Archive for the ‘David Diehl’ Category

Giant Illini

July 11, 2009

NY Giants Left Tackle David Diehl bleeds blue, AND ORANGE. He is a proud graduate of the University of Illinois, so proud in fact that he is giving back. It is not every day that you hear about a guy who gets a free ride to college and then decides to ‘pay it back.’ It is a nice gesture. After a week of adultery, murder and battery, football is allowed to have stories about players making good things happen.

Who said this about Nicks?

June 15, 2009

From Friday June 12: “I like the way his attitude is. I like everything about what he’s trying to do here. He’s planning on staying here all summer so he can throw and catch with Eli [Manning]. He’s spending extra time in his playbook. He’s watching film. He’s doing things that veterans do. It’s awesome to see. That’s how you succeed and that’s how you make a splash in the NFL.”

These are the things you like to see. To have your #1 embrace the work ethic and NOT rest on his laurels of being selected #29, it is a VERY good sign. People turn their television on for week 1 and see a rookie make some good plays and they think it is his ability. But we here on this blog watch the Giants 24/7/365 and know enough about football to be aware of the fact that it takes a tremendous amount of dedication and effort to succeed. This rookie can push Moss to get more time in the slot. Is it crazy to think he can take the X and be next to Smith? If he works hard enough it will only be a matter of time. At the very least, it is simply an encouraging sign to see a rookie with special gifts who is willing to work. It shows a great deal of self-respect, respect for his teammates and coaches.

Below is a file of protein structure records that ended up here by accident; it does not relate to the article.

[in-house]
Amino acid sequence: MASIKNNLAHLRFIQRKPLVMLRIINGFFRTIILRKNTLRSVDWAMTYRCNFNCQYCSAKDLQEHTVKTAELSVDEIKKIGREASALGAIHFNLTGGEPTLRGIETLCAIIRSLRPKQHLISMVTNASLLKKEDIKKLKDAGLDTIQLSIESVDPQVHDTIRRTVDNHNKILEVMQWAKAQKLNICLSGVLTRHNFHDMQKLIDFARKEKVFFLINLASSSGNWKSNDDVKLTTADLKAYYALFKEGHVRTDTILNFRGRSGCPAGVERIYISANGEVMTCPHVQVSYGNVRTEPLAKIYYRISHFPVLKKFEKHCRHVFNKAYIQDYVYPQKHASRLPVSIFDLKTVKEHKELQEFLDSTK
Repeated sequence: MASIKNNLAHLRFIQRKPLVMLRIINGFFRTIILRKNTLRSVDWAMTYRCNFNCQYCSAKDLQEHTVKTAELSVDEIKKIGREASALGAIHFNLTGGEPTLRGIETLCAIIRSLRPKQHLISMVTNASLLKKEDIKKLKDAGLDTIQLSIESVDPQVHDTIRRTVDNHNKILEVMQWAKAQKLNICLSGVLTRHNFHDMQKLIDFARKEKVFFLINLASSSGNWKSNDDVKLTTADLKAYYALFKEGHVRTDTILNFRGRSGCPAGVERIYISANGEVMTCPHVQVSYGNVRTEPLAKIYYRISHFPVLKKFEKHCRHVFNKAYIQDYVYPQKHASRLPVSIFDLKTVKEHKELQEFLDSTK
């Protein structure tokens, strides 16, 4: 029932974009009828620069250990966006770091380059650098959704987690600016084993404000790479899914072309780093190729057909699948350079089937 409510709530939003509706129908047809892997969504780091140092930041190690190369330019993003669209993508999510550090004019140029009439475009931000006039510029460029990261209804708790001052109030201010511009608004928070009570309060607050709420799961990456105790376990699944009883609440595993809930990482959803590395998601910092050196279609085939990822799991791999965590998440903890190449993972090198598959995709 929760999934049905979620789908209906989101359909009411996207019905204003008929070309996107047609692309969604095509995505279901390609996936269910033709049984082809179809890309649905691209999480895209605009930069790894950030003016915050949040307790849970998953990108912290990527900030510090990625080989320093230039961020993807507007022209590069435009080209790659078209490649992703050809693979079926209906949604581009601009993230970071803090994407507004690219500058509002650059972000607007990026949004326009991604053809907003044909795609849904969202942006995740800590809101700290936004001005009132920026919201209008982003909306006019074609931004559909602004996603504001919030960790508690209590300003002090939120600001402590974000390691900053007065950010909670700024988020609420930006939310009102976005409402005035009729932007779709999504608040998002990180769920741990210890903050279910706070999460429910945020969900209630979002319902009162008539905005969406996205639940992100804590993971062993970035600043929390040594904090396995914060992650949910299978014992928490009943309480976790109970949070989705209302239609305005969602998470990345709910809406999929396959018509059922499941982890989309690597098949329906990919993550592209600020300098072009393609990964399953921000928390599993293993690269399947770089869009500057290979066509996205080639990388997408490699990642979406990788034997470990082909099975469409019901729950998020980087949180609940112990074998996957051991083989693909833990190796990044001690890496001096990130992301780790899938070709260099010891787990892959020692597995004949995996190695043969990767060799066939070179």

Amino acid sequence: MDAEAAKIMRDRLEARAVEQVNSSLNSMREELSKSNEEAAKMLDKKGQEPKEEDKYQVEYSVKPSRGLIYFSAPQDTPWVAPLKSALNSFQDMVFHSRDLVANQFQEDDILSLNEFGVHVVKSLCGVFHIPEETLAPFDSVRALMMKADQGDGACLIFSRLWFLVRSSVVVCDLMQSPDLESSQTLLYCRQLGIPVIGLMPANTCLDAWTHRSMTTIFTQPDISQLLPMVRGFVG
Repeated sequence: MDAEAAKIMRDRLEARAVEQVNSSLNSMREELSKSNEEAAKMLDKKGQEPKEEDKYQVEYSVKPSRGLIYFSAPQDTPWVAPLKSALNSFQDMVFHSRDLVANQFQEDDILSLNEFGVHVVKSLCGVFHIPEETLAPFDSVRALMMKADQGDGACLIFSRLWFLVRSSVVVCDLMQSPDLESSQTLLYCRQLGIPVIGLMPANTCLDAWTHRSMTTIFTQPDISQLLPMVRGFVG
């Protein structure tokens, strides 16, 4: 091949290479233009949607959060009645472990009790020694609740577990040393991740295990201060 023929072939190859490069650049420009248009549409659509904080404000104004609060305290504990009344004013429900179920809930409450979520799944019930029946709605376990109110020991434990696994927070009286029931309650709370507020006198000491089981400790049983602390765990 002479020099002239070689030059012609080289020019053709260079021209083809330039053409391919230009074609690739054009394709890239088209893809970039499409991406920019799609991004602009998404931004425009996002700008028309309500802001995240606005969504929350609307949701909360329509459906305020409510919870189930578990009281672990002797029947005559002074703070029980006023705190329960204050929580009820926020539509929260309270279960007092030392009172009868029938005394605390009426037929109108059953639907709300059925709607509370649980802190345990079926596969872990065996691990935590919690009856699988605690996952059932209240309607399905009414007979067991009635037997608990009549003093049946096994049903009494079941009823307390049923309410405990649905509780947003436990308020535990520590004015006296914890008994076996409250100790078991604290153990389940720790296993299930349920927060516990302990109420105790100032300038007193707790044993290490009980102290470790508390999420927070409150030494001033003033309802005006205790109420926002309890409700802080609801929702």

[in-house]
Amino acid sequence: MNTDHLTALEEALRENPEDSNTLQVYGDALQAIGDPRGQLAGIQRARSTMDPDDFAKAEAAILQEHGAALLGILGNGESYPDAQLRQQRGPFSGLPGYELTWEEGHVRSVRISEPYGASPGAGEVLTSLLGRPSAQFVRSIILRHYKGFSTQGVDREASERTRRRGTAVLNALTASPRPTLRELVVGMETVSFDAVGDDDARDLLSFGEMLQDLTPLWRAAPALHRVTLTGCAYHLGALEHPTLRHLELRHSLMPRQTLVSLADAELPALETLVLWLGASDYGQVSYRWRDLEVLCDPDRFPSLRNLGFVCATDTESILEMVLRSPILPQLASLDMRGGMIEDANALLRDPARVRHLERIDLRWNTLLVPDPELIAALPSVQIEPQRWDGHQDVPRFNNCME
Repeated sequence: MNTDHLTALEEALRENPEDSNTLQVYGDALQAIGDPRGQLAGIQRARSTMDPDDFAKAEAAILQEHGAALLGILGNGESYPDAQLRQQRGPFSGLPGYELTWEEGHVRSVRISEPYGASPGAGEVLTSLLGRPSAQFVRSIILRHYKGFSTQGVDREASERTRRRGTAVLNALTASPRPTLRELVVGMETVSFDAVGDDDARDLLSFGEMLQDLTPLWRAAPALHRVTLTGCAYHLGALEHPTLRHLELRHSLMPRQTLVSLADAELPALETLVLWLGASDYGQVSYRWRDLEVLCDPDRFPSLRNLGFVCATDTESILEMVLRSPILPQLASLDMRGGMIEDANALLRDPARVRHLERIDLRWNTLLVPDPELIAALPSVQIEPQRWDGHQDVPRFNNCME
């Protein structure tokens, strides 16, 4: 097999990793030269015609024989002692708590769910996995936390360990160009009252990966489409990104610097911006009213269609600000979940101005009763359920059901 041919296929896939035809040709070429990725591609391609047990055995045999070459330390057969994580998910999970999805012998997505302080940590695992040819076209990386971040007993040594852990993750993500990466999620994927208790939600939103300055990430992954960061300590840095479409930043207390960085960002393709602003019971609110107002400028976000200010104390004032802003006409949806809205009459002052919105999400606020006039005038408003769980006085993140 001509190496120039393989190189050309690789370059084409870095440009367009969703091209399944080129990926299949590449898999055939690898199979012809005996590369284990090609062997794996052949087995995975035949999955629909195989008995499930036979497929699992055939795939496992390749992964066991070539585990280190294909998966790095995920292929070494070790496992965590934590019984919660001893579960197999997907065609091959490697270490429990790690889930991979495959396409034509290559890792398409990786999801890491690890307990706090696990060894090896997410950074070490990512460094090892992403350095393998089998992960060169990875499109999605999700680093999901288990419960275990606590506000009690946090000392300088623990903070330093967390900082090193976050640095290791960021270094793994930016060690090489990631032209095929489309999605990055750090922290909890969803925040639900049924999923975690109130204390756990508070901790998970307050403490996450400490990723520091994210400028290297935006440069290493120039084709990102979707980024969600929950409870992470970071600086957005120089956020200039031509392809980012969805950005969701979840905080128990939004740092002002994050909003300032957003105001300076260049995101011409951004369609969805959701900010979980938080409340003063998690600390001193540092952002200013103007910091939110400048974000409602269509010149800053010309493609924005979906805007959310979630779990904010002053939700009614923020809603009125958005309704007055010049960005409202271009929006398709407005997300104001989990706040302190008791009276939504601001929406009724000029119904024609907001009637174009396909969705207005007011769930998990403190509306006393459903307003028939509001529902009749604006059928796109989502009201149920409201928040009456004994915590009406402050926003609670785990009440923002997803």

David Diehl at the Comix Comedy Club TONIGHT

May 20, 2009

David Diehl will be at the Comix Comedy Club TONIGHT in Manhattan. A portion of the proceeds will go to Project Sunshine, a charity which helps children who have cancer and other illnesses. Come out and support Dave and this charity.

New York Giants 34 Carolina Panthers 28

December 22, 2008
Ward and Boss, the TWO keys to the Ultimatenygame
This was as gutty a performance as I have seen from this team since the Redskins W3 2007. The similarities were many- 2 consecutive losses, lots of doubters, a double digit deficit. When the Giants defense was getting manhandled early, giving up 3 TDs on the first 3 drives, down 21-10, there was no realistic way we were going to win this game. That this team came back from that proved so many things to us. But most importantly, the victory proved so much to themselves. It reminded them of what they have done this year in winning 11 games prior. It reminded them of what they have done last year, when they could come from behind and win despite so much adversity.

Victory tonight was icing on the cake. That the Giants somehow managed to tie the game was a mini-miracle. There were so many positives that were going to come from this game, and the recap was going to take that angle, the Patriots Week 17 Angle, where that loss was a BIG POSITIVE. If Kasay hits the FG, there is still a lot to be positive about. That the kick misses and the Giants go on to win in OT may very well be the luck needed to make this team go all the way. Wins like this galvanize a team. The Giants may have to play this team again, but they will not be afraid. They took this team’s best punch, got knocked down, got back up and were the last team standing. The Giants got the confidence back that they lost when Burress was removed from the roster, and they are learning to how to win with who is left. Barber, Strahan, Umenyiora, Shockey, Burress? How many daggers do you put in this team? It keeps coming. The Giants have faced NINE consecutive teams with winning records, a combined 82-51-2. Every team took their best shot. The Giants are 12-3, they have the all-important bye to heal up, they have homefield through the playoffs. And they have the resolve and the resiliency of a team that is capable of anything they believe in.